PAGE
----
Days out in Bristol
Though a relatively small city, Bristol really packs a punch when it comes to days out and things to do and see. But Bristol stretches far beyond it’s buzzing city centre and offers a wide range of indoor and outdoor activities and things to do for kids, adults, and families alike. Whatever is the order of the day, take your pick from a vast choice of culture, history, art, landmarks, and attractions.
Visit the city’s harbourside to see the world’s first ocean liner, Brunel’s SS Great Britain, take a step back in time at the M Shed for a look back at Bristol’s rich history, visit the inhabitants of Bristol Aquarium, or take to the water for a riverboat trip to see Bristol, and even the iconic Clifton Suspension Bridge, from a different perspective.
Back on dry land, a Banksy walking tour around the city will let you take in plenty of the infamous artist’s work, some hidden, some in plain view. Bristol Museum and Art Gallery lets you discover everything from dinosaurs to Egyptian mummies and modern and contemporary art from around the world. And the Bristol Aerospace museum will let kids imagination run wild.
Just outside the city centre, there’s still plenty to see and do. As the world’s fifth oldest zoo, Bristol Zoo Gardens in Clifton is still going strong and a perfect day out for all the family. And what better way to get the adrenaline pumping than to put your pedal to the metal at the Teamsport indoor karting track in Avonmouth or try the high ropes and outdoor activities at Mojo Active in Almondsbury?
Castle Park is a municipal park on the site of both the 11th century Bristol Castle, demolished in 1656, and the site of the Saxon Settlement (dated to around 1000 AD) of Bristol. The park includes the ruins of St Peter's Church, which was blitzed in November 1940. The area was laid out as a public park after World War 2.
Clifton Down and Durdham Down
The Downs are a muncipal open space given over for public use in 1861. Extensive field archaeology has been carried out on the site, with evidence for leadworking and quarries recovered. There are many mature trees and fine views.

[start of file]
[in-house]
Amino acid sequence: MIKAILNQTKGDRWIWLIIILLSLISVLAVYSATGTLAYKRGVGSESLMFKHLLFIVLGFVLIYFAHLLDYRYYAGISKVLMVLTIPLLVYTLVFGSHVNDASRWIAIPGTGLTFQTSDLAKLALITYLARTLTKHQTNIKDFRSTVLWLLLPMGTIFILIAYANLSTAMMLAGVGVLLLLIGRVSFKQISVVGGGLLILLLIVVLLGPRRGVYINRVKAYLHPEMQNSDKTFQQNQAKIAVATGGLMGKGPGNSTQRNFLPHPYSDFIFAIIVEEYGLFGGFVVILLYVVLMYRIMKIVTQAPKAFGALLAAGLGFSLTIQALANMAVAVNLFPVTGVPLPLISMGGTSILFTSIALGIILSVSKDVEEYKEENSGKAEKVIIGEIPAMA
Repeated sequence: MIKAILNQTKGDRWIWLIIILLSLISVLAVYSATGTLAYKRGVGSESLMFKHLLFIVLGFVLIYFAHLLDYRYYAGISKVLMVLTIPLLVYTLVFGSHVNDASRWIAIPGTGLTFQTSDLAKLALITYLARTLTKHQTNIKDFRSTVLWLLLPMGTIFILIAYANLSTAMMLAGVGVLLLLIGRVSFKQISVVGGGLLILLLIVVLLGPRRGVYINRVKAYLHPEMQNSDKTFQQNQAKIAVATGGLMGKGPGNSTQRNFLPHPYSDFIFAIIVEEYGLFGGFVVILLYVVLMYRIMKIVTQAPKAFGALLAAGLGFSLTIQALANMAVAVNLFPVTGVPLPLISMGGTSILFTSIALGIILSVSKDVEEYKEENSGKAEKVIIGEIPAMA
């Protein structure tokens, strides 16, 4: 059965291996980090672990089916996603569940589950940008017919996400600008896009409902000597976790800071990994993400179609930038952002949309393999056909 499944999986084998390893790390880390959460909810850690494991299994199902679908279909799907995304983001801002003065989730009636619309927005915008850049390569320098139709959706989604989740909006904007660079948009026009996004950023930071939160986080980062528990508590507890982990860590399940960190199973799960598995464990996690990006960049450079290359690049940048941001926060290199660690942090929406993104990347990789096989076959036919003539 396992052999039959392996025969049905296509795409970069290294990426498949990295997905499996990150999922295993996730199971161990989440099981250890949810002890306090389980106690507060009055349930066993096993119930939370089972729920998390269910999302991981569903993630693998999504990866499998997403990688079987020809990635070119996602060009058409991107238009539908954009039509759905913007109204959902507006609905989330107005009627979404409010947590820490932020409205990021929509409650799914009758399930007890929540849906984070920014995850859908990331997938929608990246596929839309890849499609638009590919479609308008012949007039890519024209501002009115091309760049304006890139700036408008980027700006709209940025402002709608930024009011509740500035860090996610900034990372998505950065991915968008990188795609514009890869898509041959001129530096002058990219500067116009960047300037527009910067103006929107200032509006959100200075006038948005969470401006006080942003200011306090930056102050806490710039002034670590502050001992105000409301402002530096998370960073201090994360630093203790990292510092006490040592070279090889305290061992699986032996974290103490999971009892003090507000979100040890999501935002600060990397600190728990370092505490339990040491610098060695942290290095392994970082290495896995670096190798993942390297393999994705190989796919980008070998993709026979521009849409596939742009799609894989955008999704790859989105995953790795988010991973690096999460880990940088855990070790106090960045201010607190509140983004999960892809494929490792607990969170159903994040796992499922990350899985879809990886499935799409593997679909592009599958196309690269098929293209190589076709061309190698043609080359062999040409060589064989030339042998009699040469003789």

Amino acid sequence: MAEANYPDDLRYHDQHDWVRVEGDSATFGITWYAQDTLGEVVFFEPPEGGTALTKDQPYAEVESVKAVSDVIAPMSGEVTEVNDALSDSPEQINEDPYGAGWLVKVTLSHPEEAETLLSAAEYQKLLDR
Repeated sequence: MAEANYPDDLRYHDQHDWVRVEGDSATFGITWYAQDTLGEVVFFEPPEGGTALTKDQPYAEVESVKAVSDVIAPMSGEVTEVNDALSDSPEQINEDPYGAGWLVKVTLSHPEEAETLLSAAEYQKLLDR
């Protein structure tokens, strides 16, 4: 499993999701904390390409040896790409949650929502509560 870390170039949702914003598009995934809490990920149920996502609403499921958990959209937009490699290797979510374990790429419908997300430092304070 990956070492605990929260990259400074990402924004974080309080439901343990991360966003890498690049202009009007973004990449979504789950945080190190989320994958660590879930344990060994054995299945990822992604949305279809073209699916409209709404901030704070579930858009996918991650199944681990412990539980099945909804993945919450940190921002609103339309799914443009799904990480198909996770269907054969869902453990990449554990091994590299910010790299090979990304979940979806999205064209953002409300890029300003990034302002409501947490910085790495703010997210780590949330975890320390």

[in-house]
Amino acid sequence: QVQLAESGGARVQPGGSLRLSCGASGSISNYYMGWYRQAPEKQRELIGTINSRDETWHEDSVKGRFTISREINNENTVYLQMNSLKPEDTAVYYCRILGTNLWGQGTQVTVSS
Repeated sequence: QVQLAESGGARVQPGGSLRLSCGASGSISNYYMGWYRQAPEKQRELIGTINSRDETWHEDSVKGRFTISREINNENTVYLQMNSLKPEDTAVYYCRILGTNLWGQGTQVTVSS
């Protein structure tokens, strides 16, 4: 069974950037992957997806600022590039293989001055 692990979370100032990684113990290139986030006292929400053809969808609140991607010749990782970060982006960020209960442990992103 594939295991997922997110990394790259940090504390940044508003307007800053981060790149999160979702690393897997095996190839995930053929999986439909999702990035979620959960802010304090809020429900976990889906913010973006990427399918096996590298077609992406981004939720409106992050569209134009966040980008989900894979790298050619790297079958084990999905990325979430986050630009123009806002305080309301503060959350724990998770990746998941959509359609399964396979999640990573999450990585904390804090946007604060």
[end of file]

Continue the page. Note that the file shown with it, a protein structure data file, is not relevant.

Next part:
Topography, geology, and climate
Beneath its outer layers, Bristol predominantly lies on a variety of different rock types, including sandstones, limestones, and mudstones. Collectively, they provide the distinctive land qualities we see today in its surrounding gorges and riverways and the regions different soil types.
Enveloping the inner city and reaching out in an easterly, westerly, and southerly direction, are largely wet, floodplain soils of loam and clay. This is capped in the north and south of outer Bristol by fertile loam and clay soils with a slight acidity, before becoming lime-rich on the city’s southern and northern outskirts. To the east of the city, soils are predominantly a mix of low fertility loam and seasonally wet clay. The loamy and clay soils also feature heavily in the west before turning to coastal flats.
As with other south-west counties, Bristol has a warm and temperate climate enjoying warmer temperatures in both summer and winter. Though partially protected the Mendip Hills to the south-west, the city is exposed to the weather coming in from the Atlantic and into the Bristol Channel before reaching the Severn estuary in the west.
However, temperatures average around 3ºC (37ºF) in winter and around 21ºC (70ºC) in the summer. But with some seasonal variations, Bristol can be wet with annual rainfall across the county averaging around 800mm (32”).